Had MEPs not taken exception to the file-sharing provisions, the latest cookie proposals would have been installed in EU law this month with the stealth of the spyware they set out to block. Most of us did not know that this was going on: the English text with the cookie provisions became available only on Thursday. But our silence must not be misinterpreted as consent.

By Struan Robertson, editor of OUT-LAW.COM. This article represents Struan's views – not necessarily those of Pinsent Masons. Follow Struan's 140-character rants and ramblings at twitter.com/struan99.


Update, 21/05/2009

The ICO has responded to our request for comment with the following statement:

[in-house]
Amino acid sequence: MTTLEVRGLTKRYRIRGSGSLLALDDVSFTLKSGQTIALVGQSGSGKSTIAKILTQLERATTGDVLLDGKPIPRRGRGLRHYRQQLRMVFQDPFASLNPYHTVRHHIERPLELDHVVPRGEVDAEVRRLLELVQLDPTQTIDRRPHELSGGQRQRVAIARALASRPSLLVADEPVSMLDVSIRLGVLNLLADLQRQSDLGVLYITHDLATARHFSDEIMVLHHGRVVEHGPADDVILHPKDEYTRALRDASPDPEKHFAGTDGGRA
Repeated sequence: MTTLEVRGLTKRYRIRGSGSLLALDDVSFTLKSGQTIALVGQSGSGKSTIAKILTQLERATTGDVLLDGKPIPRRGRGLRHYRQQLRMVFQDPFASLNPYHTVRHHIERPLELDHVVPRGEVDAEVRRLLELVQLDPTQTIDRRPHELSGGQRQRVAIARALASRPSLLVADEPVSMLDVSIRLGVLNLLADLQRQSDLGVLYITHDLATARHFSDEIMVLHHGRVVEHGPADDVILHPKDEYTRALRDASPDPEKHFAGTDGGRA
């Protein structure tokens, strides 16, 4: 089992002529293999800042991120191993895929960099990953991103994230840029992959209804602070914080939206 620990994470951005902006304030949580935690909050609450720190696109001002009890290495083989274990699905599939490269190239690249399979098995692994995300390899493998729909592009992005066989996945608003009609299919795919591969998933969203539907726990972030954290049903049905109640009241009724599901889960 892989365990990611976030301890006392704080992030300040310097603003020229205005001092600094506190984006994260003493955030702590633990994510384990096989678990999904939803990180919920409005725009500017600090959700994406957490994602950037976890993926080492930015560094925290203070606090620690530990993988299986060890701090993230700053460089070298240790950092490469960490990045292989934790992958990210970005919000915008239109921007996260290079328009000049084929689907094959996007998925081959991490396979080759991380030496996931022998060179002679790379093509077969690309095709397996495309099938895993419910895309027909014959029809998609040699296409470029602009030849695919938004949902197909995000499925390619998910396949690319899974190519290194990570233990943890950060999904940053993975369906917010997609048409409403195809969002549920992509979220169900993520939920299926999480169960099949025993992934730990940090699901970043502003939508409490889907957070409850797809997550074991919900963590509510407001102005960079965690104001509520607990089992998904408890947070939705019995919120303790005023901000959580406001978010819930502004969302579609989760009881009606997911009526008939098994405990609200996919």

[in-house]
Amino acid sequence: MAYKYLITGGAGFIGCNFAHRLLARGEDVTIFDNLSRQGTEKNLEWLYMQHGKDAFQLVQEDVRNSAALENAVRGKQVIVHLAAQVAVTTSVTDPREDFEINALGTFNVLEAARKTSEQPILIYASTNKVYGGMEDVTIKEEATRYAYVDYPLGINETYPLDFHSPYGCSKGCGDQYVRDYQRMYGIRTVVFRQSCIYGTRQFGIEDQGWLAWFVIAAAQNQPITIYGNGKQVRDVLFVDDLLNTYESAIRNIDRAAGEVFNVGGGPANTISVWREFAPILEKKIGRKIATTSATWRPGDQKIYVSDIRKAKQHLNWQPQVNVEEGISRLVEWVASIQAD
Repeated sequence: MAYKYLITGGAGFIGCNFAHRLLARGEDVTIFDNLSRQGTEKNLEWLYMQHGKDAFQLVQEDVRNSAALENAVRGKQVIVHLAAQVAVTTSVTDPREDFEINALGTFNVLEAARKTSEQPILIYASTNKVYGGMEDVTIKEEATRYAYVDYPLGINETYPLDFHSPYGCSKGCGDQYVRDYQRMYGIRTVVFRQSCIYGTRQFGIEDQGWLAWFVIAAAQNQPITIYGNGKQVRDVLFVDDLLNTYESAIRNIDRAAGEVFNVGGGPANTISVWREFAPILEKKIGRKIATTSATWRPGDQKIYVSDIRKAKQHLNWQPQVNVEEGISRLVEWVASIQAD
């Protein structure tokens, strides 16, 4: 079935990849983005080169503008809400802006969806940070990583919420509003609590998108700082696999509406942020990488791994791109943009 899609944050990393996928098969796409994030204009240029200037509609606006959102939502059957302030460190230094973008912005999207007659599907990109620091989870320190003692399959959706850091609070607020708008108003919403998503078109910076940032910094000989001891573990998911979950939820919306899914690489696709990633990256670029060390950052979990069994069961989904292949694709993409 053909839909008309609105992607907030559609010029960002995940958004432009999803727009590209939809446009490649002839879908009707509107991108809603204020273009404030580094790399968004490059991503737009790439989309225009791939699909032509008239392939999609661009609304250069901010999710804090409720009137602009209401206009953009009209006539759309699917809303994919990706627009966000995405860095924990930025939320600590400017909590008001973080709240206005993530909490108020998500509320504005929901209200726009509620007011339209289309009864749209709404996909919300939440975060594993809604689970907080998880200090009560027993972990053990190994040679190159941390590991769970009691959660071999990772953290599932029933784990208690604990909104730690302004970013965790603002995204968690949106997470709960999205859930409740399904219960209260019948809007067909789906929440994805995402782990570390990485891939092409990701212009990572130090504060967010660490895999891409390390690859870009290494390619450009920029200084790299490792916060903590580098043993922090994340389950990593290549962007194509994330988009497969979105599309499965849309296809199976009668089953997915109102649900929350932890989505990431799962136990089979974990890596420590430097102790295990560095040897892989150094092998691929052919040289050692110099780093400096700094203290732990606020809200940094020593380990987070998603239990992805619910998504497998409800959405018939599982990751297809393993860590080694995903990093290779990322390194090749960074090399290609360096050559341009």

“The ICO agrees that it would be impractical if a narrow interpretation of any revision to the Directive required users having to consent to the use of cookies. The ICO’s view has always been that users’ interests and privacy are sufficiently protected by the provision of information about cookies and the opportunity to refuse them.

“As the legislative process is ongoing there will be opportunities for all stakeholders to influence the debate.”

A spokesperson confirmed that the ICO will monitor progress of the law in Europe. "We're not going to make a call on it until the process restarts," she said. "If we were to raise a concern, it would be through the usual channels: the Article 29 Working Party, the EDPS [European Data Protection Supervisor] and BERR [Department of Business Enterprise and Regulatory Reform]."